This thesis focuses on in-store visual tactics in grocery stores and the influence of these on consumers’ visual attention and decision-making. It is argued that traditional decision-making models are too complex to describe the choices that low-involved consumers make when shopping for daily commodities. These are more likely to be routine choices or affected by simple rules and justification techniques as well as visual aspects in the store. The objective of the thesis is to investigate how the visual attention towards and choice of private label products is influenced by the following two factors: 1) whether the private label is placed close to or further apart from a similar branded product of the same category and 2) by using a private label signage to increase visibility of the private label product in comparison to not using one. These problems are investigated by a triangulation method, which means that two different research methods are used for collecting data, the first of which is an eye-track study. This study takes place in laboratory settings and has the advantage of making it possible to record information of eye-movements. As the information is recorded during a constructed choice situation, the study gives insights on how the tested tactics influence visual attention and consumer choice. The second method is a range of experiments in grocery stores. These have the advantage of making it possible to investigate the influence of visual in-store tactics on consumer choice in real settings by studying sales. The analyses showed that close placement of a private labels and a branded product resulted in increased visual attention and sales numbers for both products. This indicates that the placement tactic was able to increase visibility of the two products in general. The signage tactic demonstrated ability to increase visual attention and sales numbers of the private label, but generally caused a cannibalisation effect, where the increase in the sale of private label occurred on the expense of lower sales of the branded product. All in all, the analyses indicated that visual attention is closely related to consumer choice. However, the conclusions are mainly based on general tendencies found in the data material as the results only showed few cases of strong relationships between variables with statistical significance. The implications of the results for retail managers are that close placement of a private label and a branded product within a category can be an advantage if the objective is to increase the visual attention and total sale in a category. If the objective is to increase visual attention and sale of a specific product, like the private label alternative, then the use of signage is advisable only if the increased risk of cannibalisation is taken into account.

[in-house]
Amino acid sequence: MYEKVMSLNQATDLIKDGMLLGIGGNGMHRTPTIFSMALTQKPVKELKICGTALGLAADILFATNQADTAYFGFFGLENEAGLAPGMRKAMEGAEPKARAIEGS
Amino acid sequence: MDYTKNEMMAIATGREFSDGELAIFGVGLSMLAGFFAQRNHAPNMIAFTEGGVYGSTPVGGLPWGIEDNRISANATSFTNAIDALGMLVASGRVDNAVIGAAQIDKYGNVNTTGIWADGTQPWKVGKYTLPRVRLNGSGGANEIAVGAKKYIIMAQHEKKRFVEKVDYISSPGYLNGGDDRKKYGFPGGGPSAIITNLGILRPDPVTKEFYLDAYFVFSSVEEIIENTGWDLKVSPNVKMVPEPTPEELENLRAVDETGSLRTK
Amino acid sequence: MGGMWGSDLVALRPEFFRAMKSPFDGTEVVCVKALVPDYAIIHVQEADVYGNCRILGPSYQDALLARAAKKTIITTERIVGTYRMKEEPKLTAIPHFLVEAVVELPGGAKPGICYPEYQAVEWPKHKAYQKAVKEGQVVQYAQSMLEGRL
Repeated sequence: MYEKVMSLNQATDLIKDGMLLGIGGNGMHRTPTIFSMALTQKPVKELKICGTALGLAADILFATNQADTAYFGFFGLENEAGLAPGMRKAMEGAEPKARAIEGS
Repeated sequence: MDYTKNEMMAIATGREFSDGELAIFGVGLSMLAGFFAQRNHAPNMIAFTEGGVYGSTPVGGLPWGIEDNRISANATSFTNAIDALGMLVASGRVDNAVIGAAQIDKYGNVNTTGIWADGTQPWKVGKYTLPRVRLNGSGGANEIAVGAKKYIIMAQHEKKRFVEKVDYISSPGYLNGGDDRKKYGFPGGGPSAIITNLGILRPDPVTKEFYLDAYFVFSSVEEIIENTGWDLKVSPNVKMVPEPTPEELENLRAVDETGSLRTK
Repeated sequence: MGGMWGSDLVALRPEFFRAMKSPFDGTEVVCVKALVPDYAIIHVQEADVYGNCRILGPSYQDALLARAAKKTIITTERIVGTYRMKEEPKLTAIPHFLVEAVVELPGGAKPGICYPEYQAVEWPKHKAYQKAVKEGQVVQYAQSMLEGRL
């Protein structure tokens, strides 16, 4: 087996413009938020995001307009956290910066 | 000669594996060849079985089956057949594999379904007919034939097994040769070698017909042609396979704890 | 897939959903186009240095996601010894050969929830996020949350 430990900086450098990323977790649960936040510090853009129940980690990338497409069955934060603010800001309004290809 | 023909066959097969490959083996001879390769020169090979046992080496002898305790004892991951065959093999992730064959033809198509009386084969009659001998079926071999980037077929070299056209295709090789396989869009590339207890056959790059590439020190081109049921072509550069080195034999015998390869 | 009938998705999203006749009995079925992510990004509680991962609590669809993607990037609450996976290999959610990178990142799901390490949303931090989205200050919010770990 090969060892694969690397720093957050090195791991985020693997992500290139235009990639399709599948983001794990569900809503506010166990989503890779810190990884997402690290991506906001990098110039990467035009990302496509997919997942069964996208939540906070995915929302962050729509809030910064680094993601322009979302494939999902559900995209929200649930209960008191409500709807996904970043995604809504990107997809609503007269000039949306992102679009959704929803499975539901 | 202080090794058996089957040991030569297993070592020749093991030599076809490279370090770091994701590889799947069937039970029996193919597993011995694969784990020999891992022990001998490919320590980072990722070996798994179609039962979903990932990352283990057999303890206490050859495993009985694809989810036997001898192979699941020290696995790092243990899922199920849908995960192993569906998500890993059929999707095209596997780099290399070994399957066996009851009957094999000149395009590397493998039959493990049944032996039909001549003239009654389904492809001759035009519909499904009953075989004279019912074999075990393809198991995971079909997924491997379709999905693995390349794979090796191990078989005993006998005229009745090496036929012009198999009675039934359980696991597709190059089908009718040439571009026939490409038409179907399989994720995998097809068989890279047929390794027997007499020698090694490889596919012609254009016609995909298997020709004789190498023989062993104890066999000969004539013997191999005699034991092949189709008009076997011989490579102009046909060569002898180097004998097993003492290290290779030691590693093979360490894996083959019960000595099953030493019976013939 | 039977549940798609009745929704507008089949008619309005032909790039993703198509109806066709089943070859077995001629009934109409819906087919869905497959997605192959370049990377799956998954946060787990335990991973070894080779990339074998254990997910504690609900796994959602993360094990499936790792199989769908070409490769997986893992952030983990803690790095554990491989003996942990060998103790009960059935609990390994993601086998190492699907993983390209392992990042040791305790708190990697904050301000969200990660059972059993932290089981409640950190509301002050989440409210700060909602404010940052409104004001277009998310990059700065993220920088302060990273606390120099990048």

|Educations||MSc in Economics and Marketing, (Graduate Programme) Final Thesis|
|Number of pages||82|